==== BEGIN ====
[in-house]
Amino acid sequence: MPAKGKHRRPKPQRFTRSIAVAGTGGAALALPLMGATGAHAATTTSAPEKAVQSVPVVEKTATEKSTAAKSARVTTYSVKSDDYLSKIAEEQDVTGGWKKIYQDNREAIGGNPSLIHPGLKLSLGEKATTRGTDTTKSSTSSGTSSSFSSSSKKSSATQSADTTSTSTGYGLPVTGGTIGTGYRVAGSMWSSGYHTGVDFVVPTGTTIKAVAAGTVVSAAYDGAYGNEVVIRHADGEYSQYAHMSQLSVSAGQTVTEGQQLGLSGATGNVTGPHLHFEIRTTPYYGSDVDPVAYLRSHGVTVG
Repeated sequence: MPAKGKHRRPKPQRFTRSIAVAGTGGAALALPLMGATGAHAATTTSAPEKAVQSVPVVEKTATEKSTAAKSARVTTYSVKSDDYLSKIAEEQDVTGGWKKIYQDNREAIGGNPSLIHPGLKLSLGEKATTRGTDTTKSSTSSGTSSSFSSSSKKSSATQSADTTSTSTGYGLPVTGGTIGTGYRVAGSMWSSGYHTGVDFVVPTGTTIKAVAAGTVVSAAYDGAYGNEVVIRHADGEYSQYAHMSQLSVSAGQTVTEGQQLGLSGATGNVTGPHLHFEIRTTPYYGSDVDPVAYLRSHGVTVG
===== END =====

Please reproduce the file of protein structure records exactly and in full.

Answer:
[in-house]
Amino acid sequence: MPAKGKHRRPKPQRFTRSIAVAGTGGAALALPLMGATGAHAATTTSAPEKAVQSVPVVEKTATEKSTAAKSARVTTYSVKSDDYLSKIAEEQDVTGGWKKIYQDNREAIGGNPSLIHPGLKLSLGEKATTRGTDTTKSSTSSGTSSSFSSSSKKSSATQSADTTSTSTGYGLPVTGGTIGTGYRVAGSMWSSGYHTGVDFVVPTGTTIKAVAAGTVVSAAYDGAYGNEVVIRHADGEYSQYAHMSQLSVSAGQTVTEGQQLGLSGATGNVTGPHLHFEIRTTPYYGSDVDPVAYLRSHGVTVG
Repeated sequence: MPAKGKHRRPKPQRFTRSIAVAGTGGAALALPLMGATGAHAATTTSAPEKAVQSVPVVEKTATEKSTAAKSARVTTYSVKSDDYLSKIAEEQDVTGGWKKIYQDNREAIGGNPSLIHPGLKLSLGEKATTRGTDTTKSSTSSGTSSSFSSSSKKSSATQSADTTSTSTGYGLPVTGGTIGTGYRVAGSMWSSGYHTGVDFVVPTGTTIKAVAAGTVVSAAYDGAYGNEVVIRHADGEYSQYAHMSQLSVSAGQTVTEGQQLGLSGATGNVTGPHLHFEIRTTPYYGSDVDPVAYLRSHGVTVG